MassPRIM Tackles the Liability ‘Everyone’s Ignoring’

Healthcare benefits pose an enormous—and largely ignored—liability for public pensions, according to the head of Massachusetts’ employee fund Steven Grossman, and he’s decided to deal with it.

(August 27, 2012) – Kicking the can down the road, turning a blind eye—the pension world’s most well-worn clichés are usually aimed at shortsighted government officials and executives, not institutional investors themselves. 

But those are just the phrases Massachusetts Treasurer and employee pension Chairman Steven Grossman used to describe the industry’s prevailing attitude toward Other Post-Employment Benefits (OPEB) liabilities, which include the healthcare and life insurance premiums promised to retirees. These amount to $16 billion in unfunded liabilities for the Massachusetts Pension Reserves Investment Management Board (MassPRIM), while the 81%-funded plan’s outstanding pension payouts total $20 billion. 

“I see it as a bigger issue than unfunded pension liabilities, presently,” Grossman told aiCIO recently. “You can’t kick OPEB liabilities down the road indefinitely.” And he has taken decisive action to ensure MassPRIM doesn’t. 

From this year onwards, Massachusetts will set aside in an OPEB-specific fund a chunk of the roughly $300 million annual payment it receives from the Tobacco Master Settlement Agreement. This first year, that chunk is $25 million. Next year, it’s $50 million. By 2022, and the years thereafter, $250 million of the state’s tobacco settlement money will go into a fund for retirees’ healthcare expenses. 

“We’re making a dramatic, decisive move to deal with this enormous issue,” Grossman said. “Ratings agencies have been very interested in whether we could get this plan through the legislative process, and, of course, we did. Dealing with our OPEB liabilities is one of the reasons S&P has upgraded its ratings on some of Massachusetts’ bonds. Investors like to see you keep your promises.”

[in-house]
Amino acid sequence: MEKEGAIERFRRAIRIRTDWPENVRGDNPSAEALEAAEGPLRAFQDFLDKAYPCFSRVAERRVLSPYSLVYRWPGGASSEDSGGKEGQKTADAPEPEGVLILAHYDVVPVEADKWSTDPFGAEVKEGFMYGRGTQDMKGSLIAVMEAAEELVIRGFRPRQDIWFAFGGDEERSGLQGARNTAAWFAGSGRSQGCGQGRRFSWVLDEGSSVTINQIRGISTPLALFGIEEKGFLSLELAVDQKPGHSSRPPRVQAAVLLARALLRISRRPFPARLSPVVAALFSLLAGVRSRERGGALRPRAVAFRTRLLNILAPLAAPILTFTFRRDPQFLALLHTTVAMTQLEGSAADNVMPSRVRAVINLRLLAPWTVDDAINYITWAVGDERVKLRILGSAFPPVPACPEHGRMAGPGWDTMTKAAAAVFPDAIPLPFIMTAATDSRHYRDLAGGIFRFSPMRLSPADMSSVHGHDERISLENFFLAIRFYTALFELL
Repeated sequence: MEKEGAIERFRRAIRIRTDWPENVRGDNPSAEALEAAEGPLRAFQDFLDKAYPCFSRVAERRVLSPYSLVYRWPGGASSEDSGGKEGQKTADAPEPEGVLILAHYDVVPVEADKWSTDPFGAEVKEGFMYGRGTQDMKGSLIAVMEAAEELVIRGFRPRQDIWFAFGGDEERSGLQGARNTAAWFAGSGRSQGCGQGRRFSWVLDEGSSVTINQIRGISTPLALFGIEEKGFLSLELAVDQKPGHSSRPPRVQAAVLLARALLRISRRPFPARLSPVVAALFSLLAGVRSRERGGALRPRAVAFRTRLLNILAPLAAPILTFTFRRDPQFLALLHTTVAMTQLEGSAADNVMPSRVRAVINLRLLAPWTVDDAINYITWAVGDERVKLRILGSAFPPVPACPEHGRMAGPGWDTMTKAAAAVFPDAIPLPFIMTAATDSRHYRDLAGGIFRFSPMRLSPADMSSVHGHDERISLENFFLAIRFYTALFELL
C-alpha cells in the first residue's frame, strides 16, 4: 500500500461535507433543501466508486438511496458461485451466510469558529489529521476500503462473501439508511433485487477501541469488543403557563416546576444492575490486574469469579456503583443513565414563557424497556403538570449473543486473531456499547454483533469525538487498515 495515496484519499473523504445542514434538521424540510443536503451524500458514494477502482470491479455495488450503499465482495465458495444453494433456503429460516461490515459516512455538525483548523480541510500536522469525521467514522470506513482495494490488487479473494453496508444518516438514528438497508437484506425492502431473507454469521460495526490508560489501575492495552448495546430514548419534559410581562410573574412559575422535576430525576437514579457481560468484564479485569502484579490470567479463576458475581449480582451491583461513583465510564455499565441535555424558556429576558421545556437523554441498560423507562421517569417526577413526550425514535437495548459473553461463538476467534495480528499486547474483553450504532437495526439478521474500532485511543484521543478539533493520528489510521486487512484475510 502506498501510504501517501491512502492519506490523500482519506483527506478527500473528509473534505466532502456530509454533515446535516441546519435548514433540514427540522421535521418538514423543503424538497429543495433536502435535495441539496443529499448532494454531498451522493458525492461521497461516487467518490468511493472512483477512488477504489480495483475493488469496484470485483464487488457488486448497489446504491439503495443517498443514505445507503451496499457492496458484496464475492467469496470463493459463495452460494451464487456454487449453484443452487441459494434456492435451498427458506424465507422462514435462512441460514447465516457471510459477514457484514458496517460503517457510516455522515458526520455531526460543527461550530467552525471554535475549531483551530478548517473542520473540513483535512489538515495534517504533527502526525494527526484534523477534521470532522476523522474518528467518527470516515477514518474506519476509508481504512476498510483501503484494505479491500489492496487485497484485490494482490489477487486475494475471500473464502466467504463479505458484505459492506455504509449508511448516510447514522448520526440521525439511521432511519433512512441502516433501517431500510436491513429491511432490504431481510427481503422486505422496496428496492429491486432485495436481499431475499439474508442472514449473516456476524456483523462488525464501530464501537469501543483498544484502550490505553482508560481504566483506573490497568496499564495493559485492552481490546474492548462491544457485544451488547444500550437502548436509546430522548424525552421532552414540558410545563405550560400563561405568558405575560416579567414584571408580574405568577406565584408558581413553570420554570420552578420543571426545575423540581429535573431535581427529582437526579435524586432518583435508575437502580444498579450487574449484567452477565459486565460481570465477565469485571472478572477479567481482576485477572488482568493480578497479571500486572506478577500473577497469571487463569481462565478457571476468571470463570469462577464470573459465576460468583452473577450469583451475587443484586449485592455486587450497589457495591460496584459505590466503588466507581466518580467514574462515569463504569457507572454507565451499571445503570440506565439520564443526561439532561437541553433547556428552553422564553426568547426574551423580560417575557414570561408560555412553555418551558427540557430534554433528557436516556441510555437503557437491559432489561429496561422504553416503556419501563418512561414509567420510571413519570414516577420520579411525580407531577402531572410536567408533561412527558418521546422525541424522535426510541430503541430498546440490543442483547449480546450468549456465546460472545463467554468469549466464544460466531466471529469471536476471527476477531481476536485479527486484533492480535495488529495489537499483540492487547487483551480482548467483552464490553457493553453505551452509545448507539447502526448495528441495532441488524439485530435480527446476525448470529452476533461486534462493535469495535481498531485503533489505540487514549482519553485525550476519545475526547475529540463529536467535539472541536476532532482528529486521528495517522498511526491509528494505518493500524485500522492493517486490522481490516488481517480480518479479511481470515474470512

Few other public pension funds have taken on their OPEB responsibilities so systemically. (It’s a testament to how little talked-about these liabilities are that searching ‘OPEB’ on turns up zero results.) A 2010 Pew Center report noted, “on average, states have put aside 7.1% of the assets needed to adequately fund retiree healthcare liabilities. Twenty states have not set aside any funds.” Furthermore, even for the sharpest actuary, estimating the size of the liability with any accuracy is notoriously difficult. 

But, of course, even a shaky estimate and firm plan are better than nothing. Or, in Massachusetts’ case, better than the $400 million it had set aside for its $16 billion in OPEB liabilities.

“I don’t want to lecture anybody, but it’s a serious matter for any state,” said Grossman. “You have to find a way to fund obligations.”